Main content

Milton Babbitt: Changing the way we think about music

Daniele Gatti on life as the new Chief Conductor of the Royal Concertgebouw Orchestra, plus Sara Mohr-Pietsch examines the life and work of avant-garde American composer Milton Babbitt and 19th-Century conductor Hans Richter.

Available now

45 minutes


  • Daniele Gatti: opening hearts and minds

    Duration: 10:35

  • Hans Richter: the world’s first career conductor

    Duration: 14:13

  • Milton Babbitt: Changing the way we think about music

    Duration: 16:23

Daniele Gatti: opening hearts and minds

Daniele Gatti: opening hearts and minds

Italian conductor Daniele Gatti was appointed as the new chief conductor of the Royal Concertgebouw Orchestra in October 2014, and took up his post in September this year.

Maestro Gatti first conducted the orchestra in 2004 and won the backing of both the orchestra’s musicians as well as management. He talks to Sara about his relationship with the RCO and what it’s like to have such overwhelming backing from them.

And he describes the process of interacting with the orchestra’s legacy (in the shape of past conductors), his intention to expand their repertoire, in particular to embrace more of the greats of the French tradition, as well as his openness to new ideas and music.

More information:

Daniele Gatti at the RCO

RCO at the Barbican

Daniele Gatti

Hans Richter: the world’s first career conductor

Hans Richter: the world’s first career conductor

5th December 2016 marked 100 years since the death of Hans Richter. At the time of his death he was perhaps the most famous conductor in the world, and had achieved many firsts: the first career conductor to gain international fame, the first to conduct a complete Ring Cycle, the first to conduct Edward Elgar’s ‘Enigma Variations’. Over a 44 year career he conducted 4,351 performances.

In this centenary year of his death, Sara talks to conductor and music historian Christopher Fifield, who has just brought out an expanded edition of his Richter biography. He talks of Richter’s influence as a conductor with immense power to hire and fire and as a champion of music by Wagner, Brahms, Bruckner and especially Elgar.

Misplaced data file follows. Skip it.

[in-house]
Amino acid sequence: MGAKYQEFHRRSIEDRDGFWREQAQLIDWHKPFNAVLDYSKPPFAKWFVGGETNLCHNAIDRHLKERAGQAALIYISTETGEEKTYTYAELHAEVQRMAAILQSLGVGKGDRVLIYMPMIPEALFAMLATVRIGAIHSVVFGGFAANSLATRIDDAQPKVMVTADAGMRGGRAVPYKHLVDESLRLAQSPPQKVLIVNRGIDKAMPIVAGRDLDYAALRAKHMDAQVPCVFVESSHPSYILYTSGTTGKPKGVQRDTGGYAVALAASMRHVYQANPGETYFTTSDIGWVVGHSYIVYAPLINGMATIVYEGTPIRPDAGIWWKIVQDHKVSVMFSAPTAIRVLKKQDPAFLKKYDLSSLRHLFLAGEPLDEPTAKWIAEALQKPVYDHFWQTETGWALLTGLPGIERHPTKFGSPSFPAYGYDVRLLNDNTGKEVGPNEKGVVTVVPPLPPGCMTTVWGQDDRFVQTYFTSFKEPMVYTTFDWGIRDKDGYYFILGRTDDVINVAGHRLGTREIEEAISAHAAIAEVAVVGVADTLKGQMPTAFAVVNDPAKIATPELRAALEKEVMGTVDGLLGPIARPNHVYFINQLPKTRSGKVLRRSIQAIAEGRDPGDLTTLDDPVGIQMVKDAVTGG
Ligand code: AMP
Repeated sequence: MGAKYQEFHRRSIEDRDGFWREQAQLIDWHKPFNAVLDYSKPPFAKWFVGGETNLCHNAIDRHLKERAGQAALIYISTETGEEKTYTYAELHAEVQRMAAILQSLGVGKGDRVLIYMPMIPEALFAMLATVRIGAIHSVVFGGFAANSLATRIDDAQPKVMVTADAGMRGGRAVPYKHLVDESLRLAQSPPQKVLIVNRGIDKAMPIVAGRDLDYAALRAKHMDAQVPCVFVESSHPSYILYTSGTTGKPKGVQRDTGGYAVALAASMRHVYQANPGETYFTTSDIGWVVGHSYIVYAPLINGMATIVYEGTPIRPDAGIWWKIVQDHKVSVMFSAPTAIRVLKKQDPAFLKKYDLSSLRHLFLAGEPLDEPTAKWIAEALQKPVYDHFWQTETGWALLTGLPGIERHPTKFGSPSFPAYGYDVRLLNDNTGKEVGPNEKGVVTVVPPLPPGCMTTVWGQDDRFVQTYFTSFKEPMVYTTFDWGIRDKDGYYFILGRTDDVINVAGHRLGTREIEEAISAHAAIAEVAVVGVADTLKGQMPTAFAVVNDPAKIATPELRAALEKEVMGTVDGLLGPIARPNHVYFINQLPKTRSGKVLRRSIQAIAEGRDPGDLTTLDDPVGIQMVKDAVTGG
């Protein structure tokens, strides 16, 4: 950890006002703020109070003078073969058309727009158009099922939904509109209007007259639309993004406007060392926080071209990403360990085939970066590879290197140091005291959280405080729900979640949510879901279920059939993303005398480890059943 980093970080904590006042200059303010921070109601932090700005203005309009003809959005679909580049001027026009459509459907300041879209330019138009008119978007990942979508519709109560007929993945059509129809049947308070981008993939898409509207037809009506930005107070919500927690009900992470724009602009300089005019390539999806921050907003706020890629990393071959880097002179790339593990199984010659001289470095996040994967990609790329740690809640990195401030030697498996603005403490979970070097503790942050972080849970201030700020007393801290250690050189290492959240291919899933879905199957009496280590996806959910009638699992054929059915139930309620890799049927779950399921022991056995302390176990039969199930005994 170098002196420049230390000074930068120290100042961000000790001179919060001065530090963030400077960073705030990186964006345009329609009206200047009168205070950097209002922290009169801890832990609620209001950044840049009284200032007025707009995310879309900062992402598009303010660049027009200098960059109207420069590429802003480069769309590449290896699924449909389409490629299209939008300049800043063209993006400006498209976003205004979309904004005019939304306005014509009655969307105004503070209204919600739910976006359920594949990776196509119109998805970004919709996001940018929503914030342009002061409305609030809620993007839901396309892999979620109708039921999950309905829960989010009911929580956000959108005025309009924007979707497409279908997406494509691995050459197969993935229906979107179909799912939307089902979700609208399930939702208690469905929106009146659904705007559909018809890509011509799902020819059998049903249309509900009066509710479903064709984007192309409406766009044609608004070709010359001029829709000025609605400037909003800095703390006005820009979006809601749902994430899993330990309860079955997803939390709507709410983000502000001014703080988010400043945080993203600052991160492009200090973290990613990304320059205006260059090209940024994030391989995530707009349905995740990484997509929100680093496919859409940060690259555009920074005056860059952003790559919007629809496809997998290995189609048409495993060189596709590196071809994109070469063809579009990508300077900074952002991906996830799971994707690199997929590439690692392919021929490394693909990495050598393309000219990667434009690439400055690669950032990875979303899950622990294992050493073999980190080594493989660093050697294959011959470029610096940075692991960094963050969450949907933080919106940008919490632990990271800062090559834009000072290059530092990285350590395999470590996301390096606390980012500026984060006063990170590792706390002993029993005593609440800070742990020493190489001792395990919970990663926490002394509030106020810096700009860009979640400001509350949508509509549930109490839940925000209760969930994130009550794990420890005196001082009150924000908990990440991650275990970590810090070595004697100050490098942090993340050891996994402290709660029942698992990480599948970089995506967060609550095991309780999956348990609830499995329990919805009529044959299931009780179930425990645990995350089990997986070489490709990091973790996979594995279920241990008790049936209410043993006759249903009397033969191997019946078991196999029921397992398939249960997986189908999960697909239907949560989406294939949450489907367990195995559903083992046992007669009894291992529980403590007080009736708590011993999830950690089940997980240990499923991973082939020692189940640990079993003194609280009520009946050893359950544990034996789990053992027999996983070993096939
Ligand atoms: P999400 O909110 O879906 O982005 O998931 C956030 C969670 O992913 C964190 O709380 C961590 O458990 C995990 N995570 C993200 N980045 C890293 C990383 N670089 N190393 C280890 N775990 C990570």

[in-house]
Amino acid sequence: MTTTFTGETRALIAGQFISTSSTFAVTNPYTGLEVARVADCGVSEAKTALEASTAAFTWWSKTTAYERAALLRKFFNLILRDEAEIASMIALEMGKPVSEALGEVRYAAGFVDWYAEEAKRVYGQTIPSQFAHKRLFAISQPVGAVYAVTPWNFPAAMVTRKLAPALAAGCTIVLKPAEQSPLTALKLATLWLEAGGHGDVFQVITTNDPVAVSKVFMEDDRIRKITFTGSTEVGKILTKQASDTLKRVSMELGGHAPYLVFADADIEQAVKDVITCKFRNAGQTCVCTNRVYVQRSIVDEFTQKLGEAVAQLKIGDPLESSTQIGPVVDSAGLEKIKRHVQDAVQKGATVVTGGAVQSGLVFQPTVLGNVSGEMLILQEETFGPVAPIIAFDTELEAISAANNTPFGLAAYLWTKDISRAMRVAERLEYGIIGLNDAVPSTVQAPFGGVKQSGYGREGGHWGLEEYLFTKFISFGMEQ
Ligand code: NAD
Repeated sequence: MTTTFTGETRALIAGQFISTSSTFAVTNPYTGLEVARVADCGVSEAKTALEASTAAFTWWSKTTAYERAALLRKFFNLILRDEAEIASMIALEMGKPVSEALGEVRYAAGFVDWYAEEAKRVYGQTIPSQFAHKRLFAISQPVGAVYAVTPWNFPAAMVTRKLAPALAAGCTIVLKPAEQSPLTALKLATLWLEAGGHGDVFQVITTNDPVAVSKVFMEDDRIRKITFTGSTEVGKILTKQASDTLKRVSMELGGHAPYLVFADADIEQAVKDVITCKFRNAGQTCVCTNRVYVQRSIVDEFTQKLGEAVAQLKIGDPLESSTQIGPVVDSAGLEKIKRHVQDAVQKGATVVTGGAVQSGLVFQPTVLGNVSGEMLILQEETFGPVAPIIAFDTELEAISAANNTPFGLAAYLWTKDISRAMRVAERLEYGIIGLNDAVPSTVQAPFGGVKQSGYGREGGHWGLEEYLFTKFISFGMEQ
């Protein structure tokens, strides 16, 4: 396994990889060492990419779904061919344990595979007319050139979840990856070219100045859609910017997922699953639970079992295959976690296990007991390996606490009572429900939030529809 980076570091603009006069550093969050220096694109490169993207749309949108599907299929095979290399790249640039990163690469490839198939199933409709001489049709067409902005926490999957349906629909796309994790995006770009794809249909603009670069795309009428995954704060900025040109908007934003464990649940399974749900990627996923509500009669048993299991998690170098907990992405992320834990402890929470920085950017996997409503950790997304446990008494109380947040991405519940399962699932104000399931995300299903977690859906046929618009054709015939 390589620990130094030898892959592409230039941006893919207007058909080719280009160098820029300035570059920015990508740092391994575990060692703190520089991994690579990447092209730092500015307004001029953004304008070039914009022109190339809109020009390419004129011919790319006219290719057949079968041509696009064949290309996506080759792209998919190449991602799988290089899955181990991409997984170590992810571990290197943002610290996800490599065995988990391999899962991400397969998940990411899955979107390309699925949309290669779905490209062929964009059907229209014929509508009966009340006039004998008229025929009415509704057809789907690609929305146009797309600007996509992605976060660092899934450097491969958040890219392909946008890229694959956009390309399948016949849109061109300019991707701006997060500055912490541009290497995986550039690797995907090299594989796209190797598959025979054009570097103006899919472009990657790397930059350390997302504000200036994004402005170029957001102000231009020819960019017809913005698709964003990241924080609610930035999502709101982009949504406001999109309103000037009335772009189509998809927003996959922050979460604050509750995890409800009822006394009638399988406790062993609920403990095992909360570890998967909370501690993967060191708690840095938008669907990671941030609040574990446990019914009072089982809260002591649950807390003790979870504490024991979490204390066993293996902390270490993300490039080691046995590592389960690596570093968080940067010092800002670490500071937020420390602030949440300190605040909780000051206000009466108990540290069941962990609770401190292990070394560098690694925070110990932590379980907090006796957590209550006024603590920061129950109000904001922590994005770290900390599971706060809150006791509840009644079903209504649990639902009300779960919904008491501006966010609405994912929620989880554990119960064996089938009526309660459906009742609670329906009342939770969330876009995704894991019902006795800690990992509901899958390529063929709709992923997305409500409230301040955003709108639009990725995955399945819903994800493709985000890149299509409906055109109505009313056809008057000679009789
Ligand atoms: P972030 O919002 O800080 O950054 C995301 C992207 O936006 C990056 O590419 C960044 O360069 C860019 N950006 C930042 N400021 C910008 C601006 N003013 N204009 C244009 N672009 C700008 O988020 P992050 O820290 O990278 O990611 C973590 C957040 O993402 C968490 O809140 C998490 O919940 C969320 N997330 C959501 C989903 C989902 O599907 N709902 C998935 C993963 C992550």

Sir Mark Elder, music director of the Hallé Orchestra, of which Richter was principal conductor until his retirement, describes Richter’s legacy in Manchester and his relationship with Elgar.

Conductor Rebecca Miller laments that the lack of recordings by Hans Richter mean that younger conductors aren’t as aware of him as they should be, but makes the case that certain things about conducting don’t change, and that using imagination and reading about Richter can teach as much about how to conduct as looking at videos or listening to recordings.

More information:

Hans Richter, by Christopher Fifield

Conductors at the Hallé Orchestra

Rebecca Miller, conductor

Mark Elder, conductor

Milton Babbitt: Changing the way we think about music

Milton Babbitt: Changing the way we think about music

The American composer Milton Babbitt (who died in 2011) achieved unwanted notoriety with a 1958 article in High Fidelity magazine that the editor entitled ‘Who Cares if you Listen?’, which led to charges of elitism and holding audiences in contempt. Decades later he felt it still unfairly defined him, saying the title reflected ‘little of the letter and nothing of the spirit of the article’.  So who was Milton Babbitt?

Milton Babbitt (1916-1991) enjoyed a long and distinguished career, teaching at the music faculties of Princeton University and the Juilliard School in New York. Long interested in electronic music, he was hired by RCA as consultant composer at the Columbia-Princeton Electronic Music Center, where he produced his 1961 ‘Composition for Synthesizer’. He taught generations of composers, as varied as Frederic Rzewski, Stephen Sondheim and Stanley Jordan.

Sara talks to those who knew him, such as soprano and friend Bethany Beardslee, who recalls a recording session of his 1964 serial composition ‘Philomel’ followed by another of his loves: Chinese food. Los Angeles based composer Laura Karpman, who studied with Babbitt at the Juilliard School, talks about the way he changed the way she and others thought about music, and how ahead of their time his vocal works were: ‘he played with language, jazz, scat…real vocal joy’.

Babbitt: a life

Babbitt: a life

Dr. Newton Armstrong, composer and teacher, sees Babbitt’s music as being very multifaceted, finding new ways to navigate within limited and complex spaces. It doesn’t stand still, Newton says, and represents the first real break with serialism, citing the 1948 ‘Composition for 12 instruments’: ‘at the start it sounds almost like something Webern could have composed’ yet as the ‘piece evolves it is much more sustained and concerned with ensemble interaction’.

Mark Swed, music critic of the LA Times, reveals another side to Babbitt: ‘a great raconteur, baseball fan, connoisseur of beer; aficionado of the American songbook’, someone who ‘wanted to connect with people’ and who future generations of composers and musicians will decide to come back to.

More information:

Milton Babbitt on the BBC

Dr. Newton Armstrong

Laura Karpman

Mark Swed


Role Contributor
Presenter Sara Mohr-Pietsch


Featured in...

Knock on wood – six stunning wooden concert halls around the world

Knock on wood – six stunning wooden concert halls around the world

Steel and concrete can't beat good old wood to produce the best sounds for music.

The evolution of video game music

The evolution of video game music

Tom Service traces the rise of an exciting new genre, from bleeps to responsive scores.

Why music can literally make us lose track of time

Why music can literally make us lose track of time

Try our psychoacoustic experiment to see how tempo can affect your timekeeping abilities.